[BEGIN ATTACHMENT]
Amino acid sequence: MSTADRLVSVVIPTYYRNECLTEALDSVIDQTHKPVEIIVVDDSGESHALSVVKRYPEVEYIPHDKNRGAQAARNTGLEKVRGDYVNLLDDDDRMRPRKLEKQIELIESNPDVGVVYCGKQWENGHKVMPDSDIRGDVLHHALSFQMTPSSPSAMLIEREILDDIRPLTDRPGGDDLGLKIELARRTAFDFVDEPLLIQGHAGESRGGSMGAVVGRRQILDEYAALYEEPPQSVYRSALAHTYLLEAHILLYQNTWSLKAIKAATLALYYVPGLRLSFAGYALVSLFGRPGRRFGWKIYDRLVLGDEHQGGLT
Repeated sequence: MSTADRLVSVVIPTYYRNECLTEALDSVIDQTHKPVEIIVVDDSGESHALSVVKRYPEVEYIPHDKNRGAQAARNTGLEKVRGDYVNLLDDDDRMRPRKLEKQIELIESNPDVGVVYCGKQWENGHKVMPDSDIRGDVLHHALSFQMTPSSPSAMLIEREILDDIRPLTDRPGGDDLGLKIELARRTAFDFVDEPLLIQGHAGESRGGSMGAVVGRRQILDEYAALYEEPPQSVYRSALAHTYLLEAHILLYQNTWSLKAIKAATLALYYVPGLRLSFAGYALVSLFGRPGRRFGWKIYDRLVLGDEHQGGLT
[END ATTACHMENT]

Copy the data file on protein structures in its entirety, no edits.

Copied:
Amino acid sequence: MSTADRLVSVVIPTYYRNECLTEALDSVIDQTHKPVEIIVVDDSGESHALSVVKRYPEVEYIPHDKNRGAQAARNTGLEKVRGDYVNLLDDDDRMRPRKLEKQIELIESNPDVGVVYCGKQWENGHKVMPDSDIRGDVLHHALSFQMTPSSPSAMLIEREILDDIRPLTDRPGGDDLGLKIELARRTAFDFVDEPLLIQGHAGESRGGSMGAVVGRRQILDEYAALYEEPPQSVYRSALAHTYLLEAHILLYQNTWSLKAIKAATLALYYVPGLRLSFAGYALVSLFGRPGRRFGWKIYDRLVLGDEHQGGLT
Repeated sequence: MSTADRLVSVVIPTYYRNECLTEALDSVIDQTHKPVEIIVVDDSGESHALSVVKRYPEVEYIPHDKNRGAQAARNTGLEKVRGDYVNLLDDDDRMRPRKLEKQIELIESNPDVGVVYCGKQWENGHKVMPDSDIRGDVLHHALSFQMTPSSPSAMLIEREILDDIRPLTDRPGGDDLGLKIELARRTAFDFVDEPLLIQGHAGESRGGSMGAVVGRRQILDEYAALYEEPPQSVYRSALAHTYLLEAHILLYQNTWSLKAIKAATLALYYVPGLRLSFAGYALVSLFGRPGRRFGWKIYDRLVLGDEHQGGLT